On the good side. In modern Russia

Feb 02 2016

At first glance, Putin’s Russia might give one an erroneous impression that the majority of active citizens have already left the country, and those who stayed behind are all packed and ready to go anywhere at a moment’s notice.

However, this is not true.  Despite overwhelming pressure, many genuine citizens keep trying to do something useful for their country.

For instance, Alexei Navalny, a blogger and head of the Anticorruption Foundation, has been promoting the idea of anticorruption investigations.  He demonstrated by personal example that any Russian citizen can control officials and legislators through the use of simple procedures and basic skills. This is why volunteers have taken such a liking to the state procurement (government purchases) website.

The practice of election observation—that is, the struggle for the key right to the freedom of choice—was brought into fashion by Alexandra Krylenkova’s St. Petersburg Observers.  Activists from this movement virtually went through the school of life by first memorizing laws and becoming familiar with corrupt and unfair practices often used by chairmen of election commissions, after which they were thrown to the wolves, that is, sent to polling places.

The May 6 Committee, created to support people arrested and later convicted for their involvement in the so-called riots that took place on May 6, 2012 on Bolotnaya Square in Moscow (when in fact it was a large-scale peaceful demonstration against the aforementioned election fraud at polling places) showed the opposition’s willingness and capability to defend its fellow citizens.   Civic activists provide moral, legal, and informational support to those opposed to the regime and its practices. RosUznik (Russian Prisoner,) a nonprofit organization offering support and assistance to people detained during civic and political protests, is involved in similar activities. This organization’s website can be used, for instance, to send messages of encouragement to political prisoners.

All in all, projects directed at providing help to prisoners are in high demand in Russia because Russian citizens, who are already very often subjected to abuse by the authorities, become completely deprived of any rights behind bars.  And this is not only a question of politics.

The MediaZona (Media Penal Colony) website, for instance, covers the cases of human rights abuse in Russian prisons.   This site was launched by a nongovernmental human rights organization, Zona Prava (Justice Zone,) founded by members of the notorious punk group Pussy Riot immediately following their release after a prison sentence for their performance of an anti-Putin “punk prayer.” Olga Romanova, a renowned Russian journalist, and her civil rights movement Rus Sidyaschaya (Russia Behind Bars,) whose goal is to provide support to many wrongfully convicted people in Russia, are involved in similar activities.

Maria Berezina, founder of the Russian Ebola project, works closely with MediaZona. The 26-year-old Maria was the first human rights activist in Russia to gather statistics from public sources relating to deaths in police custody, pretrial detention, and police cars.  The young woman admits that doing this kind of work is morally difficult, since behind each death, there is a real person, who had a family and friends. She says, however, that such monitoring is vitally important, because in order to treat a disease, one first has to make a correct diagnosis.

As for humanitarian projects, media resources are being created to promote charity work. Such projects include, for instance, the Takie Dela (So It Goes) website, which is an online resource of the Nuzhna Pomosch (Help Needed) charity foundation established by well-known photographer and volunteer Mitya Aleshkovsky.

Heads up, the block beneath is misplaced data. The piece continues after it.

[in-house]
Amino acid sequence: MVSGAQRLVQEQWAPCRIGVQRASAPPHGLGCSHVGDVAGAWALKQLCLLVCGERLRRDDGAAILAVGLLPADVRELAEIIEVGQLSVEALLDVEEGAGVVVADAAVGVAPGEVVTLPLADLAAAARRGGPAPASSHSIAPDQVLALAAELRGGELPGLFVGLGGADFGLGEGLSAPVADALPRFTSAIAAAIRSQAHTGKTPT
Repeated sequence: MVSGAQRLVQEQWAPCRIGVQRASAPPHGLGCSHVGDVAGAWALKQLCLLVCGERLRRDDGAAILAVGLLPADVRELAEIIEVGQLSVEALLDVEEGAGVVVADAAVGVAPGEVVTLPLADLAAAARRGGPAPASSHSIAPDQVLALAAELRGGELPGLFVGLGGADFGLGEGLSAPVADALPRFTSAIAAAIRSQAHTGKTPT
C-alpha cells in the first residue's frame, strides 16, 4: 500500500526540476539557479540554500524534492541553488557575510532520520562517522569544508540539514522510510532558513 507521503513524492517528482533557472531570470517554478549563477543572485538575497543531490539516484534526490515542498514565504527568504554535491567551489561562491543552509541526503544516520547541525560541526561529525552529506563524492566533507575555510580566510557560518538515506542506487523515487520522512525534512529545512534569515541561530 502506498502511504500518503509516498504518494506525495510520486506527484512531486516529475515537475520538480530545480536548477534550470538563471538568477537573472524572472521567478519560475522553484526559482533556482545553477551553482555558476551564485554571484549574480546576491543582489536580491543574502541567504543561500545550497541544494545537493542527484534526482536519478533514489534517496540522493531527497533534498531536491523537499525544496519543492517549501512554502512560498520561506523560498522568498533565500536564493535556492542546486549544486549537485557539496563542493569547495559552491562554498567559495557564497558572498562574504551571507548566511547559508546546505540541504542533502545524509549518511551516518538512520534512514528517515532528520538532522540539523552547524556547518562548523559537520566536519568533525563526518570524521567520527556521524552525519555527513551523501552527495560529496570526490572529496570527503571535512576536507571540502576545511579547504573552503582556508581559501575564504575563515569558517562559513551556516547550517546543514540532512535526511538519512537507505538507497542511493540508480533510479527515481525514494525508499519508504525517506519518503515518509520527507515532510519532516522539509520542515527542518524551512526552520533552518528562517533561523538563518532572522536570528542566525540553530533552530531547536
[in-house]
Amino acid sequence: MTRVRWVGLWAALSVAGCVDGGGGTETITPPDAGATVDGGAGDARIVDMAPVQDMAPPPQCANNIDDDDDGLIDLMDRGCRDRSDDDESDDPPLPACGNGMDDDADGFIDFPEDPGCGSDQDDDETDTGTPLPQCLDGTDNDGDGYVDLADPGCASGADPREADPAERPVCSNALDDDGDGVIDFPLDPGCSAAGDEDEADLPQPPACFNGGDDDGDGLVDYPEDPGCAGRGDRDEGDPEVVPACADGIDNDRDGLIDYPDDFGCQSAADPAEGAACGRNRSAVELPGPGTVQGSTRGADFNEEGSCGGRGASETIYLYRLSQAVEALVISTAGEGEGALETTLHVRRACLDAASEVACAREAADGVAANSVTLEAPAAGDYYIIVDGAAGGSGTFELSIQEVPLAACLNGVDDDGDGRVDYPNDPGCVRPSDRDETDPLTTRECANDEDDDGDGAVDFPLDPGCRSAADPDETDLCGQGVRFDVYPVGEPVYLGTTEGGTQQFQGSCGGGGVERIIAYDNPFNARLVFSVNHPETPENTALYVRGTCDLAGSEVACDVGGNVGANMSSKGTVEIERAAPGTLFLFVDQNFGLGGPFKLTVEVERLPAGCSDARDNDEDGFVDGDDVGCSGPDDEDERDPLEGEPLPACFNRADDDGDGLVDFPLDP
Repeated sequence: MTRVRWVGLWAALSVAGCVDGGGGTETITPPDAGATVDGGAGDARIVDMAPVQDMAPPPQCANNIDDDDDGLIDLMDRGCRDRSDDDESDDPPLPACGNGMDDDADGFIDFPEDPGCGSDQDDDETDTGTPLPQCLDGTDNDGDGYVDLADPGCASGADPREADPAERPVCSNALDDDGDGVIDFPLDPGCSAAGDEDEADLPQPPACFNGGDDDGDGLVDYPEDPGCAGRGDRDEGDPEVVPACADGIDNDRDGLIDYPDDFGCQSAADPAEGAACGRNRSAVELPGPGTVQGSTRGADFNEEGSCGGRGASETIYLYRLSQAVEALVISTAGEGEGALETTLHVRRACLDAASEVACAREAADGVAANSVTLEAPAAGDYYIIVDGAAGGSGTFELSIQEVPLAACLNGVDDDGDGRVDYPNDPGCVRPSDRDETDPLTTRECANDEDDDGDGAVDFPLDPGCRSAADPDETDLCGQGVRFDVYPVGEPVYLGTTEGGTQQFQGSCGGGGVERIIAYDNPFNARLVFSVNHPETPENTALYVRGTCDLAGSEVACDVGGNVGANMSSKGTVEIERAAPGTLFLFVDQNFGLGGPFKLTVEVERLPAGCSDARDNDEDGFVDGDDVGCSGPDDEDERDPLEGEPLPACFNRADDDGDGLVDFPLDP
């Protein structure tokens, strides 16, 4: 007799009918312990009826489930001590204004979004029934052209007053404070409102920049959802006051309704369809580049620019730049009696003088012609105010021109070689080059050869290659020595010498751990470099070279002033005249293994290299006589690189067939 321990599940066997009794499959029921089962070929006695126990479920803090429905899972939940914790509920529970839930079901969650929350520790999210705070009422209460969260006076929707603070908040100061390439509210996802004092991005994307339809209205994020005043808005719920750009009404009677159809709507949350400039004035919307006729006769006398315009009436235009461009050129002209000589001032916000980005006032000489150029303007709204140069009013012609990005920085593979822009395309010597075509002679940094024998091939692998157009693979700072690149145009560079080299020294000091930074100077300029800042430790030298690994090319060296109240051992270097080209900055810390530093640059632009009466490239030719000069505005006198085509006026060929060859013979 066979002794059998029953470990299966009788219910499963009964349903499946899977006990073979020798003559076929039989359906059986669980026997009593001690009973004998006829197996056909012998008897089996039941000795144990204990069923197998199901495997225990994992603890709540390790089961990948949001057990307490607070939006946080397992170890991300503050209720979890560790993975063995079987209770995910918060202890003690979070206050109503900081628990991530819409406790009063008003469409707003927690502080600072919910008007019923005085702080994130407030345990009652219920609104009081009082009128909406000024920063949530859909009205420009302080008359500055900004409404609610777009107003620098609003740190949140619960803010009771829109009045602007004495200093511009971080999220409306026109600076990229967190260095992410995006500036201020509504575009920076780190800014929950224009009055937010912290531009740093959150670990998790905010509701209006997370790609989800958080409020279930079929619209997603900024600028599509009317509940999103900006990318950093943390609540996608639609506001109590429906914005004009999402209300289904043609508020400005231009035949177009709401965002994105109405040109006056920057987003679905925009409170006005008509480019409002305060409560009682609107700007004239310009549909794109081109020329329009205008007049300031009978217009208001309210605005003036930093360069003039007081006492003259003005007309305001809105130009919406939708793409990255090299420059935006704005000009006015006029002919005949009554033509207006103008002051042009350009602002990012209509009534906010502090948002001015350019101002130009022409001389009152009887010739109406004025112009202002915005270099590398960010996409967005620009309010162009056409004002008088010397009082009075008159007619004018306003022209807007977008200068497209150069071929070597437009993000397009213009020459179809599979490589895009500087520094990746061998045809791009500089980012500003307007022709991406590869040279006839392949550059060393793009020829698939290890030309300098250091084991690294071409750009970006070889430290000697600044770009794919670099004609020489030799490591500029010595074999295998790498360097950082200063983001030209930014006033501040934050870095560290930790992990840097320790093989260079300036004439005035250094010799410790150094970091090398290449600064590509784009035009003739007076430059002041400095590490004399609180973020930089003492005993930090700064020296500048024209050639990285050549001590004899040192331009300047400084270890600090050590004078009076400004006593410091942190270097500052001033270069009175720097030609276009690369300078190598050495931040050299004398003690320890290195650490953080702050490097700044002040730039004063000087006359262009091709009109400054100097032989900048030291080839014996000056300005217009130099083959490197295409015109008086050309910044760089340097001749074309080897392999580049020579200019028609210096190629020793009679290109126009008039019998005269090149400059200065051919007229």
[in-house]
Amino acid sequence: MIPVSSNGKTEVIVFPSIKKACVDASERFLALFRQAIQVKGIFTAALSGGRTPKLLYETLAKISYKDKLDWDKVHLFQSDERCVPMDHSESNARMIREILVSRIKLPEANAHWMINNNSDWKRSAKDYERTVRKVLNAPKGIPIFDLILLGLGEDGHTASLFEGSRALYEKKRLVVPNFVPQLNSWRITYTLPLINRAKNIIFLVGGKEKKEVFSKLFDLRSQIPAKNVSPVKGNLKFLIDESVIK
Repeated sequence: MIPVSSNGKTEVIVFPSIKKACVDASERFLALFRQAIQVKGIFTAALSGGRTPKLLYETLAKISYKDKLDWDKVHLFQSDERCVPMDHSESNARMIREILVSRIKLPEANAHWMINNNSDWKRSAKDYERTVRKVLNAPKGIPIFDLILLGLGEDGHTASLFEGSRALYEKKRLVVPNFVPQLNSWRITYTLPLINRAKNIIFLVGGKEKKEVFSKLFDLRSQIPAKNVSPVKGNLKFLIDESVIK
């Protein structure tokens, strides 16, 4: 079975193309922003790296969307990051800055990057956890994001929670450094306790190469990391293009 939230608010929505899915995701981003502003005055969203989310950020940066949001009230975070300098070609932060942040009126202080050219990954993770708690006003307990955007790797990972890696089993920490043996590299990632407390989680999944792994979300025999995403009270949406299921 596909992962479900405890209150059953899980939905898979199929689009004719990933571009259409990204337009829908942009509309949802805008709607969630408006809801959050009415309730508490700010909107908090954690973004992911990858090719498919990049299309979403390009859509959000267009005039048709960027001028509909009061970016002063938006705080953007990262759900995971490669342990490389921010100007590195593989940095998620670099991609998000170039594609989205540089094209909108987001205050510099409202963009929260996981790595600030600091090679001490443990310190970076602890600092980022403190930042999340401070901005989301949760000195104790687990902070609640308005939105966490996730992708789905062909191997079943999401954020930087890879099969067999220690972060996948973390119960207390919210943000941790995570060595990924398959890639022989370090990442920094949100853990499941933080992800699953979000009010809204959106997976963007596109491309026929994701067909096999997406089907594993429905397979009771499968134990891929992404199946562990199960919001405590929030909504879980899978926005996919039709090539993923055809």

“We focus on people and their lives in the midst of events. Our project promotes the idea of mutual aid and self-organization.   We develop the projects of charity foundations throughout the country by raising awareness and seeking public financing for these initiatives,” is how the creators of Takie Dela describe their information resource. Journalist Andrei Loshak is chief editor of the Takie Dela online outlet.

It has to be said that charity in Russia is rather poorly developed. According to the World Giving Index produced by the Charities Aid Foundation (CAF,) Russia ranks 129th on the list of 145 countries surveyed.

However, this fact did not deter activists from the St. Petersburg organization Nochlezhka (Flophouse) that helps the homeless from unfolding truly large-scale activities with the help of Yulia Titova, owner of a chain of charity shops Spasibo!  (Thank you!)

“The main common task of charity shops is to turn good but unwanted items into a useful resource for other people,” Titova explains.  “Charity shops in different countries have similar purposes but slightly different routines. The work of the Spasibo! chain is organized as follows: City residents bring in unwanted items in perfect condition. These items are then sorted.   Ninety percent go to various charitable organizations and are distributed among those in need, and 10 percent go to Spasibo! stores, where these items are later sold.  The money left over after all expenses have been met is then donated to charity. Unusable clothing items are recycled.”

As for Nochlezhka itself, this project is quite unique for Russia, if only because activists come up with all sorts of outside-the-box solutions in order to involve as many people as they can in their activities. It is considered proper among Russian Facebook users to support at least one of their initiatives. For example, on a particular day, people are invited to get a cup of coffee in cafes and restaurants participating in the Express-Help event launched by Nochlezhka.  All proceeds from selling coffee that day are later transferred into the organization’s account.  In late 2014, renowned Russian rock-musicians, including Yuri Shevchuk, Maxim Pokrovsky, and Sergei Shnurov recorded a cover version of a Russian folk song Oy, Moroz, Moroz calling on their fans not to be indifferent but to help people who “have no home and no one to wait for them.” Nochlezhka provides those in need with food, warming centers, and shelters.